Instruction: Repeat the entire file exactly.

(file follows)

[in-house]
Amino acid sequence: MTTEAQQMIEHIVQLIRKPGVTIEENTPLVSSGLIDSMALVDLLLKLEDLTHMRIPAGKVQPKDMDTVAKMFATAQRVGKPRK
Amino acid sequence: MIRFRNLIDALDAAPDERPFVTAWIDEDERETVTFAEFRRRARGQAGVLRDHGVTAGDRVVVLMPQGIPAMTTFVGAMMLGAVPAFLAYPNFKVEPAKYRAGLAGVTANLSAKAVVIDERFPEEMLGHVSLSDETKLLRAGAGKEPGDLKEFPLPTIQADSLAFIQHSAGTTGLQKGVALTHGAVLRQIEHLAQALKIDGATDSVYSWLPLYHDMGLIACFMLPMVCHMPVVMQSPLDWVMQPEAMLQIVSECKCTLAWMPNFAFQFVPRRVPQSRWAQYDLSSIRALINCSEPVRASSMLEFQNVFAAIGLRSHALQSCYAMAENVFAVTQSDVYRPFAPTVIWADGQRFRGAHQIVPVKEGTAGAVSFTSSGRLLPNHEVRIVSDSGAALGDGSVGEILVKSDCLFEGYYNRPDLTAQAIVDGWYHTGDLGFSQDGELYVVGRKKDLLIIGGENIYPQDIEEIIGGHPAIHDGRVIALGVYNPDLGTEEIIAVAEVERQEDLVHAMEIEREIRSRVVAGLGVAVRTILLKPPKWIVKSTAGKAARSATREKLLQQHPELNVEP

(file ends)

[in-house]
Amino acid sequence: MTTEAQQMIEHIVQLIRKPGVTIEENTPLVSSGLIDSMALVDLLLKLEDLTHMRIPAGKVQPKDMDTVAKMFATAQRVGKPRK
Amino acid sequence: MIRFRNLIDALDAAPDERPFVTAWIDEDERETVTFAEFRRRARGQAGVLRDHGVTAGDRVVVLMPQGIPAMTTFVGAMMLGAVPAFLAYPNFKVEPAKYRAGLAGVTANLSAKAVVIDERFPEEMLGHVSLSDETKLLRAGAGKEPGDLKEFPLPTIQADSLAFIQHSAGTTGLQKGVALTHGAVLRQIEHLAQALKIDGATDSVYSWLPLYHDMGLIACFMLPMVCHMPVVMQSPLDWVMQPEAMLQIVSECKCTLAWMPNFAFQFVPRRVPQSRWAQYDLSSIRALINCSEPVRASSMLEFQNVFAAIGLRSHALQSCYAMAENVFAVTQSDVYRPFAPTVIWADGQRFRGAHQIVPVKEGTAGAVSFTSSGRLLPNHEVRIVSDSGAALGDGSVGEILVKSDCLFEGYYNRPDLTAQAIVDGWYHTGDLGFSQDGELYVVGRKKDLLIIGGENIYPQDIEEIIGGHPAIHDGRVIALGVYNPDLGTEEIIAVAEVERQEDLVHAMEIEREIRSRVVAGLGVAVRTILLKPPKWIVKSTAGKAARSATREKLLQQHPELNVEP